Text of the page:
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COVID Relief Bill to Reach House Floor Week of Feb. 22

February 12, 2021 by Dan McCue
House Speaker Nancy Pelosi of Calif. calls on a reporter at a news conference on Capitol Hill in Washington, Thursday, Jan. 28, 2021. (AP Photo/Andrew Harnik)

WASHINGTON – House Speaker Nancy Pelosi said Thursday that the next COVID-19 relief bill is on pace to reach the House floor the week of Feb. 22.

“We hope to have this all done by the end of February, certainly on the president’s desk in time to offset the March 14 deadline, when some unemployment benefits will expire,” Pelosi said during her weekly briefing with reporters.

The speaker said there are nine House authorizing committees currently marking up their respective portions of the aid package, and once they are done, the House Budget Committee will work on it, shaping it into a vehicle for budget reconciliation.

Pelosi said the Budget Committee is scheduled to begin its work on the bill next week, and that it will ultimately wind its way to the Rules Committee, which will determine the procedures governing debate.

The speaker also shed some light on one of Capitol Hill’s enduring formalities, the new president’s first formal address to a joint session of Congress.

The speech, known as the State of the Union address once a new president has been in office for a full year, is typically held in February.

But this year the speech is being held up both by the ongoing coronavirus pandemic and the work now being done on the COVID-19 relief bill.

“We won’t be doing any of that until we pass our COVID bill. That’s the first order of business,” Pelosi said.

Though it’s up to the speaker to formally invite the president to the House chamber for the joint session, Pelosi said a number of other people will have a say in the timing of the speech this year.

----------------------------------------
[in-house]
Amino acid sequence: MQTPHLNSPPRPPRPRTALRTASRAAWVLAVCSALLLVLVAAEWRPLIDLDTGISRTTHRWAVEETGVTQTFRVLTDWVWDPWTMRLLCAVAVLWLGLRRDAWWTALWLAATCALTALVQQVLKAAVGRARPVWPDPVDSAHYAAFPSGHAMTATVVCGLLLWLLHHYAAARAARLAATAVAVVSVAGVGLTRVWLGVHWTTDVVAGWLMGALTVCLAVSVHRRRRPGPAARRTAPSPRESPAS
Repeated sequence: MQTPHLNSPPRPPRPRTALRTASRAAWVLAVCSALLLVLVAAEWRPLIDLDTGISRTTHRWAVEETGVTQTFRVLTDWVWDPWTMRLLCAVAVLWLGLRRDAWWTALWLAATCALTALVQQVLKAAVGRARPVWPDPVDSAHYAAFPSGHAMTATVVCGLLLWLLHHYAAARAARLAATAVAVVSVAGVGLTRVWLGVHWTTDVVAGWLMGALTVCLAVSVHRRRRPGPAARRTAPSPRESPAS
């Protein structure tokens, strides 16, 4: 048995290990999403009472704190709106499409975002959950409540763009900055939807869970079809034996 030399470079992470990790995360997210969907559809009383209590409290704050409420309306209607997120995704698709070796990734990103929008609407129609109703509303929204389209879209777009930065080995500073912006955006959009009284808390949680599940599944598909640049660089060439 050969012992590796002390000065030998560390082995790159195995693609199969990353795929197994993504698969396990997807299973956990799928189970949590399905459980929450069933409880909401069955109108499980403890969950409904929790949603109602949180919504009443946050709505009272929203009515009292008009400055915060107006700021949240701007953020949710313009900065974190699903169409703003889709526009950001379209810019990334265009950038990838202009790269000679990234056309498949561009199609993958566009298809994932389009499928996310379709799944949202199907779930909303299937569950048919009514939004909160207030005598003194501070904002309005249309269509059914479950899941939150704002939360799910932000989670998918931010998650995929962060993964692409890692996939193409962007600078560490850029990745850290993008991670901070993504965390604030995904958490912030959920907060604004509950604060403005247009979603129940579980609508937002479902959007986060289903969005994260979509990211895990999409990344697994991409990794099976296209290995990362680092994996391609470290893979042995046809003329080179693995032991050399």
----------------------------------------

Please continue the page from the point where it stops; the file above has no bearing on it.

These include the sergeants-at-arms, Capitol Police and Office of the Attending Physician, all of whom must weigh in on the safest way to conduct a joint session in the middle of a pandemic and after a riot at the Capitol.

Pelosi suggested that much like the inauguration, the joint session will be scaled down in the face of the current realities.

One thing is for sure — there’s likely no way all 432 House members, 100 senators, the president’s cabinet and the Supreme Court justices will all be in attendance.

“They decide what that number is and what the criteria are for it,” she said.

On the security of the Capitol complex more generally, Pelosi said she met with retired Army Lt. Gen. Russel Honoré Thursday morning to learn the latest in his ongoing review of the security at the building, the congressional office buildings and surrounding properties.

She said Honoré has proposed establishing a formal commission to review interagency cooperation and command and control issues.

“We’re listening to folks about what answers we need in that regard, particularly … about what would be the most useful to protect us as we go forward,” Pelosi said.

She also suggested that Congress might consider authorizing the District of Columbia to mobilize its National Guard troops without first getting the permission of the federal government.

Such a change would put them on equal footing with state governors, who can call up their National Guard troops on their own authority.

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